Water: most of the earth is covered by it, the human body is primarily composed of it, and code officials, fire departments and insurance underwriters love it. Without it, none of us could survive. In its three physical states (solid, liquid, vapor), water is one of the most useful substances and tools of our society.
So, when I tell you that I christened my building this past weekend, imagine the worst. Yes, we shared another first after almost four years together. We had our first sprinkler system rupture.
Looking back on my relationship with my building, we’ve shared many important milestones. Our first window leaks caused some concern. Our first power failure was educational. Our first nuisance fire alarms were pretty annoying. Our first accidental “test” of the data center “EPO” (emergency power off) button was pretty frightening. Our first accidental FM200 discharge was aggravating. By the time we got to our first skylight leak, it was pretty much expected.
Now I didn’t get pictures or video of this “Hallmark” moment, but it was an experience I won’t soon forget. For those of you who don’t manage a sprinkled building, please keep your guffaws to a minimum. I promise not to laugh at you because you pay more for property insurance or have more firewall restrictions under the new international building codes!
Let me give you the set up for the sprinkler incident. I spent about six hours at the office Saturday trying to repair my corrupt .pst file. You might be interested to know the critical file storing ALL YOUR STUFF in Microsoft Outlook will self-destruct if it gets too big (two Gigs, to be exact). If you want to prevent an experience like mine, please visit Microsoft’s online help Web site or call your friendly IT person…but I digress.
Anyway, I spent several hours running repair utilities, begging one of our IT gurus for suggestions, and trying to fix my damaged file. Like a good engineer, I tried the Inbox repair tool over and over, changing parameters slightly each time hoping to unlock the magic Microsoft fairies that would give me back my e-mail and calendar. Finally, after the fifth attempt I gave up and decided to head home. (Hey, maybe it would be cool to go without e-mail for a while!)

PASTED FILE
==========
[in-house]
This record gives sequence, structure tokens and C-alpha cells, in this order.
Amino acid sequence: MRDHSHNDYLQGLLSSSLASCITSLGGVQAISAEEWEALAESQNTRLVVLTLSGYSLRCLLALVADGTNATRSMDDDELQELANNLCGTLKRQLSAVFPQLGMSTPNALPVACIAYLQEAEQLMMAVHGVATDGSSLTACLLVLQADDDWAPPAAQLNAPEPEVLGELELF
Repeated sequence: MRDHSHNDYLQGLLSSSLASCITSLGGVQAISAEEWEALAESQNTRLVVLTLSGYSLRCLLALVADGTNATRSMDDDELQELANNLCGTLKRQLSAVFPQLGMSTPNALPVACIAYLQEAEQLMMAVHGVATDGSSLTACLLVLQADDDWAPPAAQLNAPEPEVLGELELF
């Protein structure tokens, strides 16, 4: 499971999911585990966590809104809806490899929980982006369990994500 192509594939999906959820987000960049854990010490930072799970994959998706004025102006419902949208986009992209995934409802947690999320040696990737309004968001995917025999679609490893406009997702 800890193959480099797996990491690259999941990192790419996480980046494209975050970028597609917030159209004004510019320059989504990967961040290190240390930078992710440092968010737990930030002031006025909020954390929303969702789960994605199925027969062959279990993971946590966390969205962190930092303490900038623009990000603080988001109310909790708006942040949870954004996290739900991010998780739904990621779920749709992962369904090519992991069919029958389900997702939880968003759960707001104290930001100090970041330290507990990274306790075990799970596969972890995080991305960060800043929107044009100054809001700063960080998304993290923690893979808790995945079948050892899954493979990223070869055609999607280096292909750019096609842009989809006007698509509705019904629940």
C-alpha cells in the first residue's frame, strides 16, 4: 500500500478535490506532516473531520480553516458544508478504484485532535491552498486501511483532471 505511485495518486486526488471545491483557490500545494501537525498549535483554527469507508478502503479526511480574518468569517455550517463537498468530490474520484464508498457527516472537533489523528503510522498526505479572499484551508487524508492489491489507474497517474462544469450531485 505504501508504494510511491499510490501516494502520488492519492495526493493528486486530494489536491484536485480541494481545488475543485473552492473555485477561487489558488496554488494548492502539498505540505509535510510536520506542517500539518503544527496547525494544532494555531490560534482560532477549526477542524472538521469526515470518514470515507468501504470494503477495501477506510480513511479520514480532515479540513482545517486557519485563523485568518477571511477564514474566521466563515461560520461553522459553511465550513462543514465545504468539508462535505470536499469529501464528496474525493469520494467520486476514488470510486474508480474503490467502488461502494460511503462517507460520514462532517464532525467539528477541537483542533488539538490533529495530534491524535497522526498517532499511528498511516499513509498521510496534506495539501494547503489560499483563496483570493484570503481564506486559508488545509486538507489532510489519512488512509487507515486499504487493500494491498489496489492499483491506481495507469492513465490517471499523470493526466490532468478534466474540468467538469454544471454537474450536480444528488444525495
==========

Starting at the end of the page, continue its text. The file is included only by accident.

I was home less than an hour when my mobile phone rang. It was our general contractor, and he said, “Jeff, now don’t panic, but the drywall guys just busted a sprinkler head on the fourth floor. I’m on the way and will meet you over there.”
I don’t think I even had time to roll my eyes when I yelled to my wife that I had to run. Speeding toward the building, I mentally scanned our fire protection plans trying to remember where the isolation valves were located and in what order I should do what! At the same time, images of little men steering gondolas through a maze of gray cubicles toward little waterfalls cascading down the stairwells interrupted my virtual study of the sprinkler risers.
Before I arrived, the drywall foreman had miraculously found and turned off the proper isolation valve. I quickly killed power to the fire pump and ran upstairs to open the drain leg, taking the pressure off the system while two men on scaffolds held their hands around a 2″ pipe that had been violated by their self-tapping drywall screws. It was wet up there, but not too bad.
After realizing we were exactly two floors above the data center, we went down to check the floors below and gathered a mop, a shop vac, and some box fans. Fortunately, very little water made it down to the third floor, and we proceeded to clean up the mess. I also manually put the HVAC system in “occupied” for the rest of the weekend to help dry up the carpet. If a sprinkler head had been broken (as suspected), the floor probably would have been flooded with a disastrous result. Of course, as we waited for the fire protection contractor to arrive and repair the line, I went to my office and took another shot at my corrupt .pst file. I actually made some progress, but it looks like I might have to resort to a backup file that could be pretty old. So, think of my column this month as a public service announcement. While I can’t predict when your sprinklers will go haywire, I can at least warn you of one thing: immediately stop what you’re doing and check the size of your .pst file. If you’re approaching two Gigs, scream out loud and seek help. Then, go and review your plans for dealing with water emergencies. Remember, even you folks without sprinkled buildings have toilets, sinks, and water fountains that are poised and ready to blow at any time!
Crane is a mechanical engineer and regional property manager with Childress Klein Properties, a leading real estate developer and property management services provider in the Southeast.